“As you take on the roles of colleague and neighbor and citizen, you will encounter all kinds of divisions between groups — divisions of race and religion and ideology,” the president said. “But you are from Joplin. So you will know that it’s always possible for a community to come together when it matters most.”
It was graduation night on May 22, 2011, too, when Joplin High School and more than 7,500 other buildings were destroyed by one of the deadliest and costliest tornadoes in U.S. history. The storm was a mile wide and packed winds of more than 200 mph. In Joplin and nearby Duquesne, the storm reduced schools, businesses and homes to giant swaths of lumber and rubble.
On-the-scene videos that surfaced in the days after the Joplin tornado tell the tale of the storm’s power. One compilation of security-camera footage from inside Joplin High School shows a darkened and empty complex suddenly jarred to life by roaring winds and falling debris. Music stands are tossed across a band room, and lunch tables careen across the cafeteria before the building’s ceiling caves in.
There were also heartbreaking stories of loss, among them the fate of Will Norton, sucked out of his father’s car on the way home from his high school graduation. A week later he was found dead. In all, seven Joplin students were among those killed.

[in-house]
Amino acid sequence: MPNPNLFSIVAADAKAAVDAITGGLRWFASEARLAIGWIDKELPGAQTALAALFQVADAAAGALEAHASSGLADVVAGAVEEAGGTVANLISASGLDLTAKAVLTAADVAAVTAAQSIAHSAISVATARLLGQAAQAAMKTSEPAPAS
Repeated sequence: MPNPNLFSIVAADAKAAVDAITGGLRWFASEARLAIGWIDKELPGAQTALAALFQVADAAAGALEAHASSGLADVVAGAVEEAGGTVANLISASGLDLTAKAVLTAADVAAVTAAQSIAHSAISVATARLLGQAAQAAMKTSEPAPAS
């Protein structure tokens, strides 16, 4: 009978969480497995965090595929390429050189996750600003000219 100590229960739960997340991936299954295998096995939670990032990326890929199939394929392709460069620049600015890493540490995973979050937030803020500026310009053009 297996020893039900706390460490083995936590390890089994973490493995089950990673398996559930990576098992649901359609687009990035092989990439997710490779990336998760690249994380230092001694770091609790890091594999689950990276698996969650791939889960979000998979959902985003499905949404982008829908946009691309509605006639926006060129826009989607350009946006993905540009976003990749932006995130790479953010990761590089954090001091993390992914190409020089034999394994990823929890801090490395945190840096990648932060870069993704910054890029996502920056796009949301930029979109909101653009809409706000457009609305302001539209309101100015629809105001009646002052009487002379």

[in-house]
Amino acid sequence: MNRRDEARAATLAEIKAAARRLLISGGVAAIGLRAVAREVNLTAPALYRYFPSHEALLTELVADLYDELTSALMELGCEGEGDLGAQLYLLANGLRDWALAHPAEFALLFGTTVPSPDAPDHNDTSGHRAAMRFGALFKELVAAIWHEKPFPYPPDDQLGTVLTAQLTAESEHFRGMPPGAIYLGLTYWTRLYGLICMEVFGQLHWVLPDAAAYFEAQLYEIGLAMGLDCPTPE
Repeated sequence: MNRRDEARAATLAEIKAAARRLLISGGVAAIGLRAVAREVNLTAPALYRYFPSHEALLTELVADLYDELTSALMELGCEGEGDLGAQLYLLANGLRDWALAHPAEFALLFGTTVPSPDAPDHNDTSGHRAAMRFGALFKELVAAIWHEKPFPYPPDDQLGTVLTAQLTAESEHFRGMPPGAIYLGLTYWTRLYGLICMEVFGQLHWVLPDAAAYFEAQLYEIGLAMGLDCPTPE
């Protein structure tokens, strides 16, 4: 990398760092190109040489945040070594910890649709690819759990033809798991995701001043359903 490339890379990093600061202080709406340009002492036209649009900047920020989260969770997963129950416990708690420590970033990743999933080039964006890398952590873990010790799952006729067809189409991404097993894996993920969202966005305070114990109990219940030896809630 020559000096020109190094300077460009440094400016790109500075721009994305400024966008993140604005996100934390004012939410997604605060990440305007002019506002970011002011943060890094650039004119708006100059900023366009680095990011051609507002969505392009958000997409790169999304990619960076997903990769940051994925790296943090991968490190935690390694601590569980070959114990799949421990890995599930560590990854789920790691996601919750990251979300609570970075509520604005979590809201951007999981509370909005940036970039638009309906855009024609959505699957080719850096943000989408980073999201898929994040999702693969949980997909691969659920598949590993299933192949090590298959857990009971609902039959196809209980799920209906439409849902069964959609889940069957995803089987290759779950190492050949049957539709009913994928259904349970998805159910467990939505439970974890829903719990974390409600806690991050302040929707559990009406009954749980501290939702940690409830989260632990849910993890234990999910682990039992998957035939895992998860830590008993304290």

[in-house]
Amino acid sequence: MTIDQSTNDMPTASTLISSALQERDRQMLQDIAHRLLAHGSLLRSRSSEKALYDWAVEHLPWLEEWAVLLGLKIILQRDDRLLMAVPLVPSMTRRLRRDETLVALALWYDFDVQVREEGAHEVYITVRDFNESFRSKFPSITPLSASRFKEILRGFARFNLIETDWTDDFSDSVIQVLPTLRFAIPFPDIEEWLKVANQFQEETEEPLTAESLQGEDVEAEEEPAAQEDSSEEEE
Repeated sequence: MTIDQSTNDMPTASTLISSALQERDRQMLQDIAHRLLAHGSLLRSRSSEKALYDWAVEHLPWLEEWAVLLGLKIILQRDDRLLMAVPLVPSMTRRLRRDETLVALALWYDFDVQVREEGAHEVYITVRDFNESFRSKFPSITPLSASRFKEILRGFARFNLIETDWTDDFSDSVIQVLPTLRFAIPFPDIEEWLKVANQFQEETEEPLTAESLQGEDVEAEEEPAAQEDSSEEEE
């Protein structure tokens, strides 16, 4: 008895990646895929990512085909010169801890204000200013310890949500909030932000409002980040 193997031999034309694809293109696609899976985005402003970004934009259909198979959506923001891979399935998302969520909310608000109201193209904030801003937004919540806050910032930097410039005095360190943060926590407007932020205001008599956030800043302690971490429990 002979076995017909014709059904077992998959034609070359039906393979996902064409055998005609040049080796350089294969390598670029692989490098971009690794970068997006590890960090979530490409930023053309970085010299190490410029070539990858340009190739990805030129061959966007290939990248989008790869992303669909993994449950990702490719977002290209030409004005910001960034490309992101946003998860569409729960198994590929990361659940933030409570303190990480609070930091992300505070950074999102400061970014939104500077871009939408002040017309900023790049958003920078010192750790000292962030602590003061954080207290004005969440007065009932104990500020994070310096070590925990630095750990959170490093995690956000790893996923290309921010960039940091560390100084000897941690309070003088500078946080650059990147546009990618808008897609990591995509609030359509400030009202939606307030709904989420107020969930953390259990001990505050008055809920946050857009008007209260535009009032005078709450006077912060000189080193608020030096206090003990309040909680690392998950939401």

A year later, the recovery still has a long way to go in this city of 50,000. Hundreds remain in temporary housing. Gnarled and half-bare trees stand alone where they once shaded houses. Concrete pads lie where churches stood, and vinyl banners flap in the wind, directing worshipers to temporary quarters. Joplin High School is a giant pile of debris, the building finally demolished this year to make way for its replacement.
But the school is a symbol of the accomplishments, too. Although the building was lost, officials were able to open a makeshift replacement in time for the 2011-12 school year to keep the students from scattering to surrounding schools. Along the construction fence that encloses the school property, dozens of painted wooden butterflies and stars bear messages such as “Faith,” “Hope” and “U.S.A.”
“Teachers worked extra hours, and coaches improvised,” Obama told a crowd of about 4,600 packed into the gymnasium of Missouri Southern State University. “The mall was turned into classrooms, and the food court became a cafeteria — which sounds like a bit of an improvement. Sure, the arrangements might have been a little noisy and a little improvised, but you hunkered down and you made it work. Together.”
Said Joplin Schools Superintendent C.J. Huff, “This class, quite simply, has been amazing.”
Obama also celebrated the generosity of others, including the 50,000 who came from across the country to help Joplin rebuild.
Obama was joined at the graduation by Missouri Gov. Jay Nixon (D). The president left politics and policy behind at his previous stop, Chicago, where earlier Monday he wrapped up a NATO summit focused on the drawdown in Afghanistan — and where, during a news conference, he defended his reelection campaign’s attacks on Republican Mitt Romney’s years as a private equity manager at Bain Capital.
In Joplin, meanwhile, Obama spoke of harnessing the same spirit that possessed this city over the past year to “help rebuild America.”
“You are from Joplin,” he said. “You are from America. And no matter how tough times get, you will be tougher. No matter what life throws at you, you will be ready. You will not be defined by the difficulties you face but how you respond — with strength, and grace, and a commitment to others.”